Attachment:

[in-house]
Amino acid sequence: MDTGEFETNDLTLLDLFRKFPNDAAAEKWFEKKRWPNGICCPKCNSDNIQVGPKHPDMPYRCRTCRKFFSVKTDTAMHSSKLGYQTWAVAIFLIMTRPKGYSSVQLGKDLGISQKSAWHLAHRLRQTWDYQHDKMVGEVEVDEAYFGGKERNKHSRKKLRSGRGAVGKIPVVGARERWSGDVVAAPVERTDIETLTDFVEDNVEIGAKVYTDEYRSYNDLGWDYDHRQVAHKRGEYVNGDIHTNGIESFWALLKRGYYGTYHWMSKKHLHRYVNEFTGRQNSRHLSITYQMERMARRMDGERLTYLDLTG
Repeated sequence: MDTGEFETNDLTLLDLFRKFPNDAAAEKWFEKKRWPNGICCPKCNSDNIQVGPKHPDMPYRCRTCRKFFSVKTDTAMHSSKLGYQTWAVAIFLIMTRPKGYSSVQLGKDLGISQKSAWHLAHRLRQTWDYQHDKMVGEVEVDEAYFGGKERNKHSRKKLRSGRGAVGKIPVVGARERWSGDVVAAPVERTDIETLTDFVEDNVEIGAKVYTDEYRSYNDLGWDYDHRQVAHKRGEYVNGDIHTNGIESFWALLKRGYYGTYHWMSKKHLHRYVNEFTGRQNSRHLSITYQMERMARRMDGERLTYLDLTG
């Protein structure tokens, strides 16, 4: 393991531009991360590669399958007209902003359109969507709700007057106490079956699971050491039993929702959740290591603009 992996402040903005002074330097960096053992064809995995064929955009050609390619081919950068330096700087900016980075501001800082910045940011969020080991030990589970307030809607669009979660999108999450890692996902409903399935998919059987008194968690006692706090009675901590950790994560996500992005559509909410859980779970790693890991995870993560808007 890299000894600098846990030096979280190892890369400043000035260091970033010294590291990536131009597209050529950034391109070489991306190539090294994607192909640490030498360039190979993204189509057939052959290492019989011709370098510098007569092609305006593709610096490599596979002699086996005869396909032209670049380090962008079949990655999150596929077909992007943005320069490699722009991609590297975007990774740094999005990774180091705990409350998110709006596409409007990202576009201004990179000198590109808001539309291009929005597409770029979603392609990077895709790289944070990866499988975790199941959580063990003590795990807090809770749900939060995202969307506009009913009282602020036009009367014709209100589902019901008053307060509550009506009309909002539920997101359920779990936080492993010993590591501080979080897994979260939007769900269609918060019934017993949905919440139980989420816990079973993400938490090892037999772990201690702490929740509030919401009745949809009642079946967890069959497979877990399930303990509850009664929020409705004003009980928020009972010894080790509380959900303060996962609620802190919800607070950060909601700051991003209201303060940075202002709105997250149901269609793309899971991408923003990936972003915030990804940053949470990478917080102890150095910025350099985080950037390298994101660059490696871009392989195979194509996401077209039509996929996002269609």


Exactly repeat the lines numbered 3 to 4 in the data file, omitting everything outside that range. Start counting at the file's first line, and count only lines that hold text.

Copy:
Repeated sequence: MDTGEFETNDLTLLDLFRKFPNDAAAEKWFEKKRWPNGICCPKCNSDNIQVGPKHPDMPYRCRTCRKFFSVKTDTAMHSSKLGYQTWAVAIFLIMTRPKGYSSVQLGKDLGISQKSAWHLAHRLRQTWDYQHDKMVGEVEVDEAYFGGKERNKHSRKKLRSGRGAVGKIPVVGARERWSGDVVAAPVERTDIETLTDFVEDNVEIGAKVYTDEYRSYNDLGWDYDHRQVAHKRGEYVNGDIHTNGIESFWALLKRGYYGTYHWMSKKHLHRYVNEFTGRQNSRHLSITYQMERMARRMDGERLTYLDLTG
């Protein structure tokens, strides 16, 4: 393991531009991360590669399958007209902003359109969507709700007057106490079956699971050491039993929702959740290591603009 992996402040903005002074330097960096053992064809995995064929955009050609390619081919950068330096700087900016980075501001800082910045940011969020080991030990589970307030809607669009979660999108999450890692996902409903399935998919059987008194968690006692706090009675901590950790994560996500992005559509909410859980779970790693890991995870993560808007 890299000894600098846990030096979280190892890369400043000035260091970033010294590291990536131009597209050529950034391109070489991306190539090294994607192909640490030498360039190979993204189509057939052959290492019989011709370098510098007569092609305006593709610096490599596979002699086996005869396909032209670049380090962008079949990655999150596929077909992007943005320069490699722009991609590297975007990774740094999005990774180091705990409350998110709006596409409007990202576009201004990179000198590109808001539309291009929005597409770029979603392609990077895709790289944070990866499988975790199941959580063990003590795990807090809770749900939060995202969307506009009913009282602020036009009367014709209100589902019901008053307060509550009506009309909002539920997101359920779990936080492993010993590591501080979080897994979260939007769900269609918060019934017993949905919440139980989420816990079973993400938490090892037999772990201690702490929740509030919401009745949809009642079946967890069959497979877990399930303990509850009664929020409705004003009980928020009972010894080790509380959900303060996962609620802190919800607070950060909601700051991003209201303060940075202002709105997250149901269609793309899971991408923003990936972003915030990804940053949470990478917080102890150095910025350099985080950037390298994101660059490696871009392989195979194509996401077209039509996929996002269609």